NPR logo Miss America Pageant Apologizes To 1983 Winner Vanessa Williams

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Miss America Pageant Apologizes To 1983 Winner Vanessa Williams

Miss America pageant chief executive Sam Haskell apologizes to Vanessa Williams, who was forced to resign her Miss America title. Mel Evans/AP hide caption

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Mel Evans/AP

Miss America pageant chief executive Sam Haskell apologizes to Vanessa Williams, who was forced to resign her Miss America title.

Mel Evans/AP

A new Miss America was crowned Sunday night in Atlantic City, N.J., but it was a moment with a Miss America from 32 years ago that stole the spotlight.

Vanessa Williams became the first black Miss America winner in 1983, but she was forced to resign 10 months later after Penthouse magazine published nude photos of her. Williams, who was 21 at the time, said she never consented to the publication of the photos.

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On Sunday night, the Miss America pageant's chief executive, Sam Haskell, offered an on-stage apology to Williams after she performed a song on stage. He said:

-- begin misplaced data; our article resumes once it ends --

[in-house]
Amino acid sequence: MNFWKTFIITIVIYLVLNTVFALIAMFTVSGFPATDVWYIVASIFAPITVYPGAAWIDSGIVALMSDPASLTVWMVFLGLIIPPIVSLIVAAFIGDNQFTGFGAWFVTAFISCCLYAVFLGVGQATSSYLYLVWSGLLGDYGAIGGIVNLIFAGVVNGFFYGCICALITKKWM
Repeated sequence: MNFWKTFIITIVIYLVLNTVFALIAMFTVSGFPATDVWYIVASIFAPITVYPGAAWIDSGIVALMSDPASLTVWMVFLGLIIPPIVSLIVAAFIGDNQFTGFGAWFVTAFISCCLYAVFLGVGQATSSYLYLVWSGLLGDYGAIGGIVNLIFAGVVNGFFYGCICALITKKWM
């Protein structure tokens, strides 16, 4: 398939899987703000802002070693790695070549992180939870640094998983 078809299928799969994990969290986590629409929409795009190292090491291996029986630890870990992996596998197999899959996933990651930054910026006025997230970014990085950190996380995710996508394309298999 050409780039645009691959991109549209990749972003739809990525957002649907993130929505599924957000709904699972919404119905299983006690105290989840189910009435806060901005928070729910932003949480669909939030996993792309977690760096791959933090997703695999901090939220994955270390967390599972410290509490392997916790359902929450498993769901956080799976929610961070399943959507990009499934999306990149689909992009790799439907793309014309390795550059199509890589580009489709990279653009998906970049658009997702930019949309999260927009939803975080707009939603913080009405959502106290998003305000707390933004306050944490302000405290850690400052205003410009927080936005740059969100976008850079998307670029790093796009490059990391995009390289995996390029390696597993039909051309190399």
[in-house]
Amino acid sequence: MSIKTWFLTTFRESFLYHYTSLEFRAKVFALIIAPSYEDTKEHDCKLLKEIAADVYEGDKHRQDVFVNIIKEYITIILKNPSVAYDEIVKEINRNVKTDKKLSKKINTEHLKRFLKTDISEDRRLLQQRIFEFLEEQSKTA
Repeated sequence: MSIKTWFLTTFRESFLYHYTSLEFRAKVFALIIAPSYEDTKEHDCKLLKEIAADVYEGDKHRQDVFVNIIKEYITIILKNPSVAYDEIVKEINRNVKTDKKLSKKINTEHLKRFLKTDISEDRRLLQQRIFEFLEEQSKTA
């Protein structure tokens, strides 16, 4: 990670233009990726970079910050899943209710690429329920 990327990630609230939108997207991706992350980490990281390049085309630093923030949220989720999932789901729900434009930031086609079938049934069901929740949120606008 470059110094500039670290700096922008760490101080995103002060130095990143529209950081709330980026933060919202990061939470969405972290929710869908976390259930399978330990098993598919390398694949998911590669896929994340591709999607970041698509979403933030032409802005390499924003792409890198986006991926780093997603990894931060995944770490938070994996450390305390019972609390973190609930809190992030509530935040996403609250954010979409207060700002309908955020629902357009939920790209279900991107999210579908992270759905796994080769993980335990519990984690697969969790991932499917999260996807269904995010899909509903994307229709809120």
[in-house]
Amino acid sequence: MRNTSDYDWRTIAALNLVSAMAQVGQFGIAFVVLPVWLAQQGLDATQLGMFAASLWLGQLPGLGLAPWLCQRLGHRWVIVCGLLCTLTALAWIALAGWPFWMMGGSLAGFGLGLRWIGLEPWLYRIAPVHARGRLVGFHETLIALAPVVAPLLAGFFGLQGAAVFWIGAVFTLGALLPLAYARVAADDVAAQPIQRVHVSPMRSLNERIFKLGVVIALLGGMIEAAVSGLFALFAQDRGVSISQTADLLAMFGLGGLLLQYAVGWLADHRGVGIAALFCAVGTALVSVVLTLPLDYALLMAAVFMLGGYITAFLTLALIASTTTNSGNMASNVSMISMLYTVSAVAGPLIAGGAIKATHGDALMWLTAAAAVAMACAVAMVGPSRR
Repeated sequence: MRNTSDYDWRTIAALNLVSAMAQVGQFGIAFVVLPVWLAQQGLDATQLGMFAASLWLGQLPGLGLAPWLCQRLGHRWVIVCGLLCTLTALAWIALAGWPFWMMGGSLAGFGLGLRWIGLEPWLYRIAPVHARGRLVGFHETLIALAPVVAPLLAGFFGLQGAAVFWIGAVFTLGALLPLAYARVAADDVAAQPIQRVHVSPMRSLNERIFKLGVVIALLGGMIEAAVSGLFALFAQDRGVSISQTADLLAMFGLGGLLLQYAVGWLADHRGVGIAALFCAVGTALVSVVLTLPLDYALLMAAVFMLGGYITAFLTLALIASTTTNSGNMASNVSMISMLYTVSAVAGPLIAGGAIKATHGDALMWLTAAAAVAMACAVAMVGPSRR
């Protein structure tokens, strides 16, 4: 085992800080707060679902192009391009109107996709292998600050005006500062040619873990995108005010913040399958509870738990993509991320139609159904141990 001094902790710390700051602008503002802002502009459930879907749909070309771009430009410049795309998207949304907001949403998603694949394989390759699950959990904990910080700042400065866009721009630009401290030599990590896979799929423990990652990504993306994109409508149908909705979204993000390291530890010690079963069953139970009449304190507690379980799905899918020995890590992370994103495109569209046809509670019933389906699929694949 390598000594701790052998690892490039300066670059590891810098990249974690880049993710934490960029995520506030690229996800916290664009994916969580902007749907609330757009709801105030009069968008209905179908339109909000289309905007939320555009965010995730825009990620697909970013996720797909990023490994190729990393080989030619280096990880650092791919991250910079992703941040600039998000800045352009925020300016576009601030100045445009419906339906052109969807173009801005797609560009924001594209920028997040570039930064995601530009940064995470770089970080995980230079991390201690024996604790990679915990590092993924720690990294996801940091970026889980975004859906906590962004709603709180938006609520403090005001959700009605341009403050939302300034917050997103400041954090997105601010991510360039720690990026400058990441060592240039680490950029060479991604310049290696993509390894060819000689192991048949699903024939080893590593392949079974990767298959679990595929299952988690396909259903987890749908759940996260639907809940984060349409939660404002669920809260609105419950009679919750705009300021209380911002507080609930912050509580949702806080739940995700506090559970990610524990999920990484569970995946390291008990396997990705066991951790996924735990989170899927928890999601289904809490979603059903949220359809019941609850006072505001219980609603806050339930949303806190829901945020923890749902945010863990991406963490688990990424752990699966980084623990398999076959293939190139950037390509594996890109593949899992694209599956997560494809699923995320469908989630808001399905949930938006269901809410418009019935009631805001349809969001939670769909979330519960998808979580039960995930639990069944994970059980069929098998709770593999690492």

"Though none of us currently in the organization were involved then, on behalf of today's organization, I want to apologize to you and to your mother, Miss Helen Williams. I want to apologize for anything that was said or done that made you feel any less than the Miss America you are and the Miss America you always will be."

The apology was met with surprise by an emotional Williams, and the crowd broke into applause and cheers.

After her resignation as Miss America, Williams starred in movies and on TV shows, such as ABC's show Ugly Betty, and enjoyed a successful career in the music industry. She returned to the Miss America pageant this year as a celebrity judge and helped crown the latest winner, Betty Cantrell from Georgia.

Another highlight from the pageant came from Cantrell, when she had this to say about New England Patriots quarterback Tom Brady and Deflategate.

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